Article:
Eric Zener and Ken Arciga have launched Shopvine, an app-baed notification system designed to connect shops and their products to customers. Courtesy images.

PictureShopvine in the app store.

Email newsletters, Instagram and social media platforms du jour, FaceTime and video chats – these are among the array of ways that Mill Valley retailers have been connecting with their customers during a COVID-19 crisis that spanned many months in which business owners couldn’t interact with customers in person at all, and only now can do so at limited capacity. 

Renowned local artist Eric Zener has had a similar issue for years, irrespective of the coronavirus. Zener says he’d regularly hear from longtime fans of his work that they wish they’d known about a new painting he’d created but was quickly snatched up. 

“It’s difficult to serve your audience with equanimity, so that everyone can see what you have when it arrives,” Zener says. “Galleries would complain that they would try to reach out to their clients and their emails would get buried. Websites have been dying on the vine. Longstanding clients would be frustrated that when they found a piece were looking for, they’d learn it  was already sold.”

“I just saw a problem in my niche industry where there was this friction between demand and supply, but I don’t have a tech brain,” Zener says.

So Zener turned to Ken Arciga, his best friend since they were 18 years old and someone who very much has the tech brain that Zener says he lacks, having spent years at a number of tech giants, including many years with Amazon Web Services. 

“The main thrust of his journey has been helping huge companies reach their customers,” Zener says. “So we’ve combined my problem that I know exists with his solution-oriented thinking.”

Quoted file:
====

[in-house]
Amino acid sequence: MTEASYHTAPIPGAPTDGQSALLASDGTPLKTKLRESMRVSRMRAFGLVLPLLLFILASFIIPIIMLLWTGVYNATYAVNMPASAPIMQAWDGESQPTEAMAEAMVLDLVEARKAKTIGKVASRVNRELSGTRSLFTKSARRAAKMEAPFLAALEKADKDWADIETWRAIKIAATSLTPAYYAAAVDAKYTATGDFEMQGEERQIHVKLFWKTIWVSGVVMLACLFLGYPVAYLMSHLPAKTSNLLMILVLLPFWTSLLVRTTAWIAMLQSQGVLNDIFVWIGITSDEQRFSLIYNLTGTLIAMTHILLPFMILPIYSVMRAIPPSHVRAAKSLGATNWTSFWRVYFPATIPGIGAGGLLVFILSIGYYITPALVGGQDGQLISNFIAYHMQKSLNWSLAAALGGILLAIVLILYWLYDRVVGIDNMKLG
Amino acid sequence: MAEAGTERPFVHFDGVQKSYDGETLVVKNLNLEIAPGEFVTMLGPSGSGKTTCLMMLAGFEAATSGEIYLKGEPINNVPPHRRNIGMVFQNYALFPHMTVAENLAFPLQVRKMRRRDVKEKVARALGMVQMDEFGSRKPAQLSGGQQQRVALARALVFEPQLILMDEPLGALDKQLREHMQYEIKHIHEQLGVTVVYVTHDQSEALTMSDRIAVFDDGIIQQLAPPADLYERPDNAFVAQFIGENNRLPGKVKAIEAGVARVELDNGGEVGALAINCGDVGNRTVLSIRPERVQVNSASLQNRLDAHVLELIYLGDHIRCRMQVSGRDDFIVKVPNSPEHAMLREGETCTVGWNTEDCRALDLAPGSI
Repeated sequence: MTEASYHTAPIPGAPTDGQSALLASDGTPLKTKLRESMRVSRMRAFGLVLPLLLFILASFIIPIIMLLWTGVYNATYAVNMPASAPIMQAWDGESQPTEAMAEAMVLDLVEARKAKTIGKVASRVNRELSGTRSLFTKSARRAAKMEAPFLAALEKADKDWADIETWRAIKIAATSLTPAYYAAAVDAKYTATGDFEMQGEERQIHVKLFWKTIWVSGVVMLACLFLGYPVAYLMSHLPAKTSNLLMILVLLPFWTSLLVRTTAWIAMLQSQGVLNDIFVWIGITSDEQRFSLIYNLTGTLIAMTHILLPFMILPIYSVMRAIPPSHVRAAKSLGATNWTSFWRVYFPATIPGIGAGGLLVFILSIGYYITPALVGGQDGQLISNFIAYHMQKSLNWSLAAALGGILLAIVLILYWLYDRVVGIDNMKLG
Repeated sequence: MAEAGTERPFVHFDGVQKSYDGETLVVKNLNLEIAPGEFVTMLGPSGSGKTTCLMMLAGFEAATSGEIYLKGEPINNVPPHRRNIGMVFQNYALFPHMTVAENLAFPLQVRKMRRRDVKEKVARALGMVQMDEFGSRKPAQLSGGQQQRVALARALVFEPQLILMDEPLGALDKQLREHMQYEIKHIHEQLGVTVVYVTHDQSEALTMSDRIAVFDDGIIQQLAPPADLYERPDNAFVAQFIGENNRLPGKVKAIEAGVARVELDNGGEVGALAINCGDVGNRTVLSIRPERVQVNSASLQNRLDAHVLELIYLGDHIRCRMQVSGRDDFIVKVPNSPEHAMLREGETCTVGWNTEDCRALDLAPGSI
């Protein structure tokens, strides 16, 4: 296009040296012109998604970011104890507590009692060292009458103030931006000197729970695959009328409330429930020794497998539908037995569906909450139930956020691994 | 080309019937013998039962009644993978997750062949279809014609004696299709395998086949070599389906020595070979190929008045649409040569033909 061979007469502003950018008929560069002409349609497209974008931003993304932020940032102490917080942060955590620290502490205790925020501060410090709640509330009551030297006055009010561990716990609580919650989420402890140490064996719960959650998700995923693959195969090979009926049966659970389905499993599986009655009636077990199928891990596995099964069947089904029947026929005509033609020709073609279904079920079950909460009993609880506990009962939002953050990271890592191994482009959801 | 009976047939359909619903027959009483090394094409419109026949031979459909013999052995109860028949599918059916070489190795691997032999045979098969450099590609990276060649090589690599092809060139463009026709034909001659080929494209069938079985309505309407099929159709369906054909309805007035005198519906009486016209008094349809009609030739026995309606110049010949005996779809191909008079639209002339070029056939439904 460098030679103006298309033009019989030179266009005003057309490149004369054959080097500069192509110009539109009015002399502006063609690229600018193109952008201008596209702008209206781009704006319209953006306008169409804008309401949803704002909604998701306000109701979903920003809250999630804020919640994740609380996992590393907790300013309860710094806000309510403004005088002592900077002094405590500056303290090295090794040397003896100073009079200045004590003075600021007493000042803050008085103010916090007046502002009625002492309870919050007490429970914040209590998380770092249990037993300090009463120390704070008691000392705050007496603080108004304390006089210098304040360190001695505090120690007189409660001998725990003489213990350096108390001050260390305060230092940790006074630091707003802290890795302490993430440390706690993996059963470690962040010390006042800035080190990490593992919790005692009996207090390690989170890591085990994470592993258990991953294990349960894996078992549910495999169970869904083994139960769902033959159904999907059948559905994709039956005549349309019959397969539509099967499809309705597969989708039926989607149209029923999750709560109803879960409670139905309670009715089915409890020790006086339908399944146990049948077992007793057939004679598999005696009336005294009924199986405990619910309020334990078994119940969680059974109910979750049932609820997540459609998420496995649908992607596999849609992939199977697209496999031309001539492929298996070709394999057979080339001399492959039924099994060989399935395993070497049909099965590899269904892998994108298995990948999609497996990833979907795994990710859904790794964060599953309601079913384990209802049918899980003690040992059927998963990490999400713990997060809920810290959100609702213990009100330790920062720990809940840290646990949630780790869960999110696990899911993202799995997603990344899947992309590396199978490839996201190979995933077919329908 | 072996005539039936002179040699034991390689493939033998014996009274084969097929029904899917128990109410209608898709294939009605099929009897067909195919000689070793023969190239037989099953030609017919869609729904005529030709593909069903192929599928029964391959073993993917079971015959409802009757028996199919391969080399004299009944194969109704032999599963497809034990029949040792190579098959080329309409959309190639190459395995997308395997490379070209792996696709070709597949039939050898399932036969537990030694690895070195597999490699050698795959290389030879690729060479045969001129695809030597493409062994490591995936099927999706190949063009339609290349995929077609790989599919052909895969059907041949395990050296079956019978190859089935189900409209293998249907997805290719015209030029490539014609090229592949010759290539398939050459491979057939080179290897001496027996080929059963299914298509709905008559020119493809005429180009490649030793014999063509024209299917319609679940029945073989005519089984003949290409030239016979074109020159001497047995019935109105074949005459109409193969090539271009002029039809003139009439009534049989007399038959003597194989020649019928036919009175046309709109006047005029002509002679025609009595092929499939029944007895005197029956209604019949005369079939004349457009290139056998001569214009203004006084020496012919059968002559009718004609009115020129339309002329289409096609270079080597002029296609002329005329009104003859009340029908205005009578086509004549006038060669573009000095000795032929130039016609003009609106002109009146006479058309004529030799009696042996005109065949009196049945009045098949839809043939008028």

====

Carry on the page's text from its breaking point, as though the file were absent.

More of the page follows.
The duo have been working on that solution “at a snail’s pace” for 3-4 years, and are now ready to unveil it. It firmly falls under the category of “there’s an app for that,” and it’s called Shopvine. It’s an app that centers on a notification system between retailers and their customers that allows shops to instantly notify their customers using the app when a new product or product type that they “follow” on Shopvine becomes available. 

What started as “really just a hobby” to address his own particular supply-demand concerns turned into something much more serious as the COVID-19 crisis arrived. “We put the pedal to the metal,” Zener says. “It really bothers us that local economies are getting hurt so badly. We’d be happy if Shopvine added value.”

As an example, customers could create a profile on the app and set preferences to follow their favorite shops, and specifically certain products, or product types, within those shops. Those preferences can be as broad or specific as a customer prefers, Zener says, from “I want to see everything you’ve got” to “I only want to hear about this one specific product.”

​Zener says he and Arciga are fully aware of the sharp-elbowed social media giants looking to fill the role of the go-between for retailers and their customers, but they believe a localized, mom-and-pop approach will appeal to savvy customers in Mill Valley and the Bay Area.

“Apps like Instagram are good, but you have to be a very active fan of a business or person to catch every single thing they post on their thread,” says Zener, who was born in Oregon and raised in Encinitas by his psychologist father and a mother who was a violinist for the San Francisco Symphony, Zener settled in San Francisco in 1991 and has lived in Marin for many years, painting mostly out of his studio in Sausalito. “This is a private portal where all the info is only what you want and it’s next to impossible to miss because you get a notification.”

Shopvine will eventually have additional features allowing users to share products with other people in the Shopvine community, as well as search for specific products to see who carries them. “Let’s says you happen to be the only person in town who’s never heard of Proof Lab and you’re wondering who carries Al Merrick/Channel Island surfboards,” Zener says. “You can easily find them with a simple product search.”

“We’re sort of throwing spaghetti at the wall and letting the market dictate what happens,” Zener says. “And we absolutely welcome feedback from the community, both the public and retailers.”


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